Scooter Braun Just Made a Boatload of Money Off of Taylor Swift’s Masters

According to Swift, Braun will continue to profit from the deal ”for many years”
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In just under a year and half, record exec Scooter Braun has made back the $300 million he spent to acquire Big Machine Label Group by selling the rights to Taylor Swift’s first six albums to an investment fund, Variety reports.

Bruan’s Ithaca Holdings LLC acquired BMLG in June 2019 in a deal that included everything from Big Machine’s client roster, distribution deals, publishing and owned artist masters. Swift signed with BMLG at the start of career but left the label in 2018 for Universal Music Group and has been in a feud with Braun since he bought the company—and the rights to her music.

Swift has maintained that she learned about the BMLG sale at the same time as the public, and she resents that Braun, or anyone else, owns her early work.

In November 2019, Swift accused Braun and her former label’s CEO, Scott Borchetta, of barring her from performing any of the songs Braun had bought, writing on social media, “This is WRONG. Neither of these men had a hand in the writing of those songs. They did nothing to create the relationship I have with my fans.”

This afternoon, Swift cleared the air about the deal in a tweet: “A few weeks ago my team received a letter from a private equity company called Shamrock Holdings, letting us know that they had bought 100% of my music, videos, and album art from Scooter Braun. This was the second time my music had been sold without my knowledge…As soon as we started communication with Shamrock, I learned that under their terms Scooter Braun will continue to profit off my old musical catalog for many years. I was hopeful and open to the possibility of a partnership with Shamrock, but Scooter’s participation is a non-starter for me.”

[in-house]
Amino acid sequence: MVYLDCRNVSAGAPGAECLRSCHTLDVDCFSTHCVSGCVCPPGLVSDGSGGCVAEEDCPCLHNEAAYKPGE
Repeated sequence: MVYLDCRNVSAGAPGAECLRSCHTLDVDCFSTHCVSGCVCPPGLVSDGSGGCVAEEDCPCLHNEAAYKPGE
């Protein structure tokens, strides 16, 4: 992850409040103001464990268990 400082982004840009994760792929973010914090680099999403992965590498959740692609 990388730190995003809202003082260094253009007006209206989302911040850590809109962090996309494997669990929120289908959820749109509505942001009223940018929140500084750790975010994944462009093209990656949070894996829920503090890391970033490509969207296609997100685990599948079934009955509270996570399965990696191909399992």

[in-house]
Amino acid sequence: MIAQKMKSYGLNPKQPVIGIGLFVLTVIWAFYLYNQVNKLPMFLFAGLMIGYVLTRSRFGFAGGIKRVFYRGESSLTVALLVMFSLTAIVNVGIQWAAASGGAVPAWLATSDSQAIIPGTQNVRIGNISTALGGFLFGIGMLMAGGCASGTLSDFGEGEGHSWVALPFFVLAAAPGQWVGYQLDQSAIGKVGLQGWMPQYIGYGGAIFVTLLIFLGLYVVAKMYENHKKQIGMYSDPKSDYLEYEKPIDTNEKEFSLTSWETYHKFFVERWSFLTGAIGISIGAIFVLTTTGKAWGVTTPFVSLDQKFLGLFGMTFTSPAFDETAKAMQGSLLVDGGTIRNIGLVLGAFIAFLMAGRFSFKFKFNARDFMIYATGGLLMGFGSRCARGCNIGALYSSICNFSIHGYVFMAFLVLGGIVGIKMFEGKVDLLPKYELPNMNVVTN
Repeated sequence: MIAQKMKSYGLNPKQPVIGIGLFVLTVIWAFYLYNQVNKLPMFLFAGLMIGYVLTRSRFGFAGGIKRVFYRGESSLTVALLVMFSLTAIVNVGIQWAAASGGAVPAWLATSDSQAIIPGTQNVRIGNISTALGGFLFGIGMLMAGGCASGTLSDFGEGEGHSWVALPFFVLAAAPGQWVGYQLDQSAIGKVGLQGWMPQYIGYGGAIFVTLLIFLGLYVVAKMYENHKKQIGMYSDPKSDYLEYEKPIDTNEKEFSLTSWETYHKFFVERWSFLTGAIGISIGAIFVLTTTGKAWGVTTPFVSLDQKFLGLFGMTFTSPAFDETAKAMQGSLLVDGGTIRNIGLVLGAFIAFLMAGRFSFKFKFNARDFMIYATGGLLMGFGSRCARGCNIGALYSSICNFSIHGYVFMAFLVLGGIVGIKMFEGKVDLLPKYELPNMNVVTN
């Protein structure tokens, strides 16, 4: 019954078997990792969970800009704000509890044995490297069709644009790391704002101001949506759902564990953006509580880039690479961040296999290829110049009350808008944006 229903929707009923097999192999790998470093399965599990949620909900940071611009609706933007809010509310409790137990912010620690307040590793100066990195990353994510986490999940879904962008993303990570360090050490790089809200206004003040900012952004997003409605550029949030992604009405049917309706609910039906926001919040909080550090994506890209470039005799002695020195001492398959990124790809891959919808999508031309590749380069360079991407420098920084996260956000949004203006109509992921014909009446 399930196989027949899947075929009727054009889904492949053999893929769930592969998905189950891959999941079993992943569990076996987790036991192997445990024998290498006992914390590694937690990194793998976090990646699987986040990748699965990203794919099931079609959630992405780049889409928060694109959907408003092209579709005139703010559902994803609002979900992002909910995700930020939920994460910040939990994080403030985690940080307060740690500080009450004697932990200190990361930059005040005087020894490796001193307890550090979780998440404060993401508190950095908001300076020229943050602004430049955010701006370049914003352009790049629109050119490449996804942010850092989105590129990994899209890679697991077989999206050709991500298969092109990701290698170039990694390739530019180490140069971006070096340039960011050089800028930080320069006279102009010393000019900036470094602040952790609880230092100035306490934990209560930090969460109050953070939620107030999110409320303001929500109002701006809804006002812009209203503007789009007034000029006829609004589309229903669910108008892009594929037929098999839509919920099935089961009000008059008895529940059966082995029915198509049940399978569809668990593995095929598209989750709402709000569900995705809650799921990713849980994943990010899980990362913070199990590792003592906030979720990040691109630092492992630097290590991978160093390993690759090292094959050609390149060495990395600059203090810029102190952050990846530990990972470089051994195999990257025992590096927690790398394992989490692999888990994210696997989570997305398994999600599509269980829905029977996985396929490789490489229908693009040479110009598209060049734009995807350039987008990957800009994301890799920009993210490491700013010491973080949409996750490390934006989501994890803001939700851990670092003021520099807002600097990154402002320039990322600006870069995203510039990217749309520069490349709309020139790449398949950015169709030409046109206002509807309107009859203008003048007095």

Swift adds that she recently began re-recording her old music, as she promised she would last year. The new recordings could devalue of the originals, particularly if Swifties, who are notoriously loyal to their idol, go for Swift’s new versions of her “Best Of” compilations.

In a letter to the members of the private equity group who bought the masters from Braun, Swift says, “I will be going forward with my original re-recording schedule and will be embarking on that effort soon. I know this will diminish the value of my old masters, but I hope you will understand that this is my only way of regaining the sense of pride I once had when hearing songs from my first six albums…”

In the past, Braun has painted himself as the victim in the controversy, saying his family received death threats after he fell out with Swift.


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